This casserole is a celebration of vegetables! Look at the list of ingredients. Their variety is stunning! That’s why the complexity of this dish flavors conquers the taste buds of vegetarians and carnivores alike. Just like any other layered dish, benefits from being cooked in advance, set in a refrigerator for a few hours and reheated portioned right before serving. It helps to develop flavors and keep colorful layers presentable.
How authentic is this shashlyk? Well, let’s see. Instead of traditional mangal, I use shichirin and instead of grapevine — binchotan charcoals from Japan. While true Georgian shashlik is made of non-aged lamb, I choose conditioned lamb from New Zeland. Finally, the marinade is based on local herbs, vegetables, and spices. I couldn’t even find a good substitute for young Georgian wine and decided to use sake for its cleaner taste.
I prefer slowly cooked beef shanks for plain khashlama and leg of lamb for festive version. A slow cooker/crock pot is the most convenient device to make this dish. Otherwise, assemble vegetables and meat layers in an iron pot, start on the stove to bring water to boiling and finish in the 300F oven by slowly cooking for another 3-4 hours. There is also a version when meat is cooked first; then it is layered with vegetables in small ceramic or clay pots and cooked in the oven to serve khashlama individually portioned. In this case, it only takes 1-1.5 hours in the oven — just to cook vegetables.
This recipe is part of Pizza Party cooking class and tasting event.
Khinkali (Georgian: ხინკალი) is a juicy Georgian dumpling, filled with seasoned minced meat (lamb or beef + pork). Minced onions, red chili pepper, and cumin are always part of the recipe, while herbs (cilantro and parsley) are optional. Khinkali is supposed to be eaten with hands (no utensils). It is picked up by the top of the dumpling (aka kudi or “hat”) and turned upside down. First, you bite a small hole to suck all the meat juices trapped inside. Than, you can eat the rest of the dumpling, except for the part you’ve been using as a holder, the “hat.”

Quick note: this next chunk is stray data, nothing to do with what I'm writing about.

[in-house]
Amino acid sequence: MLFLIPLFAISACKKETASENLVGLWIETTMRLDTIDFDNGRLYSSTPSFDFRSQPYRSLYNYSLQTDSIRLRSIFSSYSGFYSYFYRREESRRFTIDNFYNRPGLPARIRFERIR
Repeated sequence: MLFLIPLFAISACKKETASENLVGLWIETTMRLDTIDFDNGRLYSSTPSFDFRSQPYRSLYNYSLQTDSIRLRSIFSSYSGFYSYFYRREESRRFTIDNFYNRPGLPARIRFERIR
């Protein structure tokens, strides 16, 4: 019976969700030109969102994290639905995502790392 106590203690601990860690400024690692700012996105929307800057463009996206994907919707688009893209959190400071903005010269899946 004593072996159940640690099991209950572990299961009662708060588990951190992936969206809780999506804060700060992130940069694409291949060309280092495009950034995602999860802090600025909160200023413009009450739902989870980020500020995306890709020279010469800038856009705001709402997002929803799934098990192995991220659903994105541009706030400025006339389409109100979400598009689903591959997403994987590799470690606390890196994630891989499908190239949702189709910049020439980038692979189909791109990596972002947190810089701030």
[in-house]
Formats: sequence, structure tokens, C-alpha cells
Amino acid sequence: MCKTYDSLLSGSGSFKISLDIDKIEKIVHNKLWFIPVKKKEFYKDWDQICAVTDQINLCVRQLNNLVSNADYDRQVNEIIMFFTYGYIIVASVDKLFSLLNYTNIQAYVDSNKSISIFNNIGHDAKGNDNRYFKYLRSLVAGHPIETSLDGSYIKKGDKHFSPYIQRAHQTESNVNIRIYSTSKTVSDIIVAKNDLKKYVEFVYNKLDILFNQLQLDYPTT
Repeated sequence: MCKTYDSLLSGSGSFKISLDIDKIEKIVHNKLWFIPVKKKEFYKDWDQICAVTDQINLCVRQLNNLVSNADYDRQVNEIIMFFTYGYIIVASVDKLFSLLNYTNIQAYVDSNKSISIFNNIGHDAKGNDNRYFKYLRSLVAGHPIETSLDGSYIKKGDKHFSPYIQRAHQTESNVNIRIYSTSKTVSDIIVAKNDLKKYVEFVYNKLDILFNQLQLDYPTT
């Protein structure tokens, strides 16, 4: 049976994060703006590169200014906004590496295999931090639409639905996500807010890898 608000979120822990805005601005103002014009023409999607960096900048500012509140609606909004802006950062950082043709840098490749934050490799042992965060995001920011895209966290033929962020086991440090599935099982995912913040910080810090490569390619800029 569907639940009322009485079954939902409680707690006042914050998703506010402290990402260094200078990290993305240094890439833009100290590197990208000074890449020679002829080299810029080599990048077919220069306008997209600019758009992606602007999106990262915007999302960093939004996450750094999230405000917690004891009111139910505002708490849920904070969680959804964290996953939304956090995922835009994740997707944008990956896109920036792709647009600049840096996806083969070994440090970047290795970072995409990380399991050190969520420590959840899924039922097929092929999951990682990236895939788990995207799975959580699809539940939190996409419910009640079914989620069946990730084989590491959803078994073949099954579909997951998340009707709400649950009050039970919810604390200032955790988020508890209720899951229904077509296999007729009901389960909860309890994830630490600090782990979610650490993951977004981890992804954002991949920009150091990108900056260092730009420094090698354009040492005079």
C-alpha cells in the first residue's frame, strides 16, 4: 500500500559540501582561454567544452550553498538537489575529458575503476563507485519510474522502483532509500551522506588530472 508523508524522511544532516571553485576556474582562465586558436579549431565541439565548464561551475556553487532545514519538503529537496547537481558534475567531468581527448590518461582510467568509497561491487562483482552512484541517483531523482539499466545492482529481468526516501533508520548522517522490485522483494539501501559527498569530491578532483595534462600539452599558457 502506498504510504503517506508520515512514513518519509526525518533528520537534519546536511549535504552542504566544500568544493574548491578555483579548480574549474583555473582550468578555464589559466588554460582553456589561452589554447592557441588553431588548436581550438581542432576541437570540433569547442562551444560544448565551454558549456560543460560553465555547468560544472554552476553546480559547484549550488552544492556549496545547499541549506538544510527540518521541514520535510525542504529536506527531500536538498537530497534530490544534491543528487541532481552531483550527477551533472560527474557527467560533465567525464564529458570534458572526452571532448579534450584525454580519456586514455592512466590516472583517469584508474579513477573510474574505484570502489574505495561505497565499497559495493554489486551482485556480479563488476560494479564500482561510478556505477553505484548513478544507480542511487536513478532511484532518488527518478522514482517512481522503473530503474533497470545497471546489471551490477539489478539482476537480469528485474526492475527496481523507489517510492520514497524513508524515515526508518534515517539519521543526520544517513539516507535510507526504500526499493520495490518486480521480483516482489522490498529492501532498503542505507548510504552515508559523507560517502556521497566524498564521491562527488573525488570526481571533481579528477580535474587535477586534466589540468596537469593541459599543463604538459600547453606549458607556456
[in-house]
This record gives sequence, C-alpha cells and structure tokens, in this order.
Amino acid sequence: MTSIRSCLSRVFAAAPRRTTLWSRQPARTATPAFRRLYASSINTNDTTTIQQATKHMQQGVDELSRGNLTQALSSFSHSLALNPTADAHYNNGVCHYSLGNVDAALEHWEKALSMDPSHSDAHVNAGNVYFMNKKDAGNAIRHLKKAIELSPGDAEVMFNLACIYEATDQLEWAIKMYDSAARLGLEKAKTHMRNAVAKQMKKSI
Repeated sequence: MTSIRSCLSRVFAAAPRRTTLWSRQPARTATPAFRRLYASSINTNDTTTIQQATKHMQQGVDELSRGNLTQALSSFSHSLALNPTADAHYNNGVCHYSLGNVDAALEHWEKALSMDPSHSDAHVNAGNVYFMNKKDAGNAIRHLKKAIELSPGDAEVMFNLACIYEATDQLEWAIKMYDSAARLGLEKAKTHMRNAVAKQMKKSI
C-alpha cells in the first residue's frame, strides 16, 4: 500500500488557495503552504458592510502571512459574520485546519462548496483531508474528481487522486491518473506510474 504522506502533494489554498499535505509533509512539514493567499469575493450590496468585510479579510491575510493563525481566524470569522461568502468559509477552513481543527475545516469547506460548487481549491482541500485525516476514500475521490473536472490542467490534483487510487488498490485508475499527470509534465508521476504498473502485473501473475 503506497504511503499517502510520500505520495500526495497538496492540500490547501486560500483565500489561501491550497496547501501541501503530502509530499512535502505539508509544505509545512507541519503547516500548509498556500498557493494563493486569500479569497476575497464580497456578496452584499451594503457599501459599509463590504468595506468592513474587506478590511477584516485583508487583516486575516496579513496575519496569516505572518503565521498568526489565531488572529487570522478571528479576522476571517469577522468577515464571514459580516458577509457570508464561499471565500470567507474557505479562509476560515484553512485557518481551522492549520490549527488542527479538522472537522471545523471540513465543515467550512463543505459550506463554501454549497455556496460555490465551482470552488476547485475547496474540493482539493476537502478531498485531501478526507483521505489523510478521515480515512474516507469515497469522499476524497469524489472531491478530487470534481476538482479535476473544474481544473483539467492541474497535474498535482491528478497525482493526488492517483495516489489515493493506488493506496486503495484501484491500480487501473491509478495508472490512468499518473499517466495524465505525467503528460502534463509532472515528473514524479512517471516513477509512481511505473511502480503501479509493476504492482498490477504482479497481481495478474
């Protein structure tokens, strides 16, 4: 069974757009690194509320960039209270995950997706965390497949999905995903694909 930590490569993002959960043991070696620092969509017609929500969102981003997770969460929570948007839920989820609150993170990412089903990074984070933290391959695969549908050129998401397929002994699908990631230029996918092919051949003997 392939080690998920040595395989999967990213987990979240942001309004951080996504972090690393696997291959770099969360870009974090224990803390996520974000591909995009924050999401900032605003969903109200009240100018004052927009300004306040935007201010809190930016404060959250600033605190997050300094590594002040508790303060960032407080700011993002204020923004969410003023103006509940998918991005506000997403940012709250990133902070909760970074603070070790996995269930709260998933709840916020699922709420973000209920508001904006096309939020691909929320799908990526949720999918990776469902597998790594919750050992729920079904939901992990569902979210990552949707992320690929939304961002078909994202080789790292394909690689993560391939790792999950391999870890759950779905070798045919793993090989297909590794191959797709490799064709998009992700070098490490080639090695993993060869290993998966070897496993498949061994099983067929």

This recipe/variation is based on Zhengyalov Hats, a specialty of Karabakh region in Armenia. “The main purpose of its preparation is to unite once again to make a family meal together, to talk about all pressing matters, to exchange news.” To make Zhengyalov Hats, unleavened dough is rolled as thin as paper, stuffed with a mixture of 10-20 different varieties of wild and garden chopped greens, and cooked on hot saj. It is very important to create a well-balanced mix of greens and herbs. Cheese and fried onions are sometimes added.
Do you prefer fresh or roasted tomatoes with burrata? Why? For a long time I was sure fresh tomatoes are the best. Until today. Roasted tomatoes concentrate their flavor and change their texture. They become tender soft, just like burrata. Add basil leaves and flowers, chives flowers, thyme, EV olive oil, and fresh crusty baguette. That’s it.
Middle East and Mediterranean spring dishes feature sour (unripe, with soft white pit) stone fruit as their favorite seasonal souring agents — almonds, apricots, and plums. Combined with fresh greens and spices, they magically transform meat and poultry stews into refreshing flavorful dishes. This recipe is a modified version of Chakapuli (Georgian: ჩაქაფული), a Georgian stew made with onions, lamb chops, dry white wine, tarragon leaves, unripe cherry plums (tkemali) or tkemali sauce, fresh herbs (parsley, mint, dill, cilantro), garlic and salt. It is considered to be one of the most popular dishes in Georgia. I replaced green plums with green apricots.